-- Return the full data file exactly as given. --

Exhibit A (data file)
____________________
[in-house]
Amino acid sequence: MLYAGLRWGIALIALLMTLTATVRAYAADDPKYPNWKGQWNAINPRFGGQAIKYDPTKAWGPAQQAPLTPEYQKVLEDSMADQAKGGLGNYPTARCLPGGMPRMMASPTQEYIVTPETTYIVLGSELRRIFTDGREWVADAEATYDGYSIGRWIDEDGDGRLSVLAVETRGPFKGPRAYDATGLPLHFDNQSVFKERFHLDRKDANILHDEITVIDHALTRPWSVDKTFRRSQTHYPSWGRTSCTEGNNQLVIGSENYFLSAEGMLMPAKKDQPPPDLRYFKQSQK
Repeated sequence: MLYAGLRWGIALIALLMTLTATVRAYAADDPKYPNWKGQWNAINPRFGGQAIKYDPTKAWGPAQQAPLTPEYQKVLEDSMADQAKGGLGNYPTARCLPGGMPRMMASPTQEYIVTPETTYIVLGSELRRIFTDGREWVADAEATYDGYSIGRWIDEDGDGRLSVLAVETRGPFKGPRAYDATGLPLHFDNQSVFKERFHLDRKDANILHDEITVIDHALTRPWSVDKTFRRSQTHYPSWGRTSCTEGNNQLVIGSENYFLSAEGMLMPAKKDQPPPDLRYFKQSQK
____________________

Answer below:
[in-house]
Amino acid sequence: MLYAGLRWGIALIALLMTLTATVRAYAADDPKYPNWKGQWNAINPRFGGQAIKYDPTKAWGPAQQAPLTPEYQKVLEDSMADQAKGGLGNYPTARCLPGGMPRMMASPTQEYIVTPETTYIVLGSELRRIFTDGREWVADAEATYDGYSIGRWIDEDGDGRLSVLAVETRGPFKGPRAYDATGLPLHFDNQSVFKERFHLDRKDANILHDEITVIDHALTRPWSVDKTFRRSQTHYPSWGRTSCTEGNNQLVIGSENYFLSAEGMLMPAKKDQPPPDLRYFKQSQK
Repeated sequence: MLYAGLRWGIALIALLMTLTATVRAYAADDPKYPNWKGQWNAINPRFGGQAIKYDPTKAWGPAQQAPLTPEYQKVLEDSMADQAKGGLGNYPTARCLPGGMPRMMASPTQEYIVTPETTYIVLGSELRRIFTDGREWVADAEATYDGYSIGRWIDEDGDGRLSVLAVETRGPFKGPRAYDATGLPLHFDNQSVFKERFHLDRKDANILHDEITVIDHALTRPWSVDKTFRRSQTHYPSWGRTSCTEGNNQLVIGSENYFLSAEGMLMPAKKDQPPPDLRYFKQSQK